Monday, December 19, 2016

Tahini sauce

In Cyprus this sauce is known as tahinosalata. In the United States, initially tahini was generally limited to a various Middle Eastern and health food stores.

The word tahini first appeared in English toward the end of the nineteenth century, but the actual product did not become commonplace in America until the late 1960s, when Middle Eastern dishes began gaining popularity.

Tahini, also known as tahena, is a paste made from toasted sesame seeds, olive oil and lemon juice. It is often flavored with salt, pepper and cumin. Toasting sesame seeds yields a more oily mixture and adds a stronger flavor.

One of the common uses of tahini is in a raw sauce typically made with lemon juice, water, garlic, and sometimes chopped parsley.

Tahini serves as a key component of Middle Eastern cooking – it appears in hummus; eggplant dishes, such as baba ghanouj; and confections, notably halva.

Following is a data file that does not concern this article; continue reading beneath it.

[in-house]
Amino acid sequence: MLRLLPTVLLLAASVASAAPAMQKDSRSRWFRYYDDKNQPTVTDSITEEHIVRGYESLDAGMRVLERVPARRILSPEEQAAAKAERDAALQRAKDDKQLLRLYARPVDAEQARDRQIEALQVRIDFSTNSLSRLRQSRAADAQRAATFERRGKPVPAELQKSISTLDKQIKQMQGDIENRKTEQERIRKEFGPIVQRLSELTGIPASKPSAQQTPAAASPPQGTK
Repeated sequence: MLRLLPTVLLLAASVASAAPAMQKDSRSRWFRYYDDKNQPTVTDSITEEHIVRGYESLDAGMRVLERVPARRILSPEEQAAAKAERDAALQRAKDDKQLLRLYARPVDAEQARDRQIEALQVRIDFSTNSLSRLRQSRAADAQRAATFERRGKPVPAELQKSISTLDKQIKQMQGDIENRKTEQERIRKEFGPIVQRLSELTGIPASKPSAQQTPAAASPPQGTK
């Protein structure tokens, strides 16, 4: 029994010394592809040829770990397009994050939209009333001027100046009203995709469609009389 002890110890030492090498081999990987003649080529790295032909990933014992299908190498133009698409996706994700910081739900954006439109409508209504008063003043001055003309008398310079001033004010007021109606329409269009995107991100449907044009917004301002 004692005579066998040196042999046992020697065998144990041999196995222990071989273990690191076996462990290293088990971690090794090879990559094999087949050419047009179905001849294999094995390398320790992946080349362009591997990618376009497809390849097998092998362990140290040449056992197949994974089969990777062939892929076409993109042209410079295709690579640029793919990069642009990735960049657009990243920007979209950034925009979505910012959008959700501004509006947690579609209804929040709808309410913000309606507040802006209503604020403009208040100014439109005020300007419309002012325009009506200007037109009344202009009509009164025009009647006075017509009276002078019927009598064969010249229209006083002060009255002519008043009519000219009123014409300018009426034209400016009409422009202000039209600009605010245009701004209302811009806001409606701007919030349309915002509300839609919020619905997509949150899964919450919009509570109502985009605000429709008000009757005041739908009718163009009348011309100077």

It is also used as a dipping sauce for falapel. No falapel sandwich is complete without a generous helping of tahini smeared on pita bread. It has a nutty flavor that acts as a perfect vehicle for both sweet and savory applications.

Like sesame seed, tahini is a vegetarian source of iron. One tablespoon (15 g) provides 91 calories; protein, 2.7 g; carbohydrate, 2.7 g; fiber, 2.2 g; fat, 8.5 g; iron, 0.95 mg; thiamin, 0.24 mg; riboflavin, 0.02 mg; niacin, 0.85 mg.
Tahini sauce
Related Posts Plugin for WordPress, Blogger...

Popular Posts

Articles from other blogs

  • The major drug products currently used in beef production include steroid growth hormones and ionospheres. Hormones are approved for use at very low concen...
  • Sugar cane is a hardy crop that is cultivated in tropical and sub-tropical regions for its sucrose content and by products such as molasses and bagasse. Su...
  • Whole-wheat bread contains the whole grain, including the fiber rich bran and germ. Whole-wheat breads are part of a genre known as whole grain breads beca...

FoodNavigator RSS

Food Packaging Technology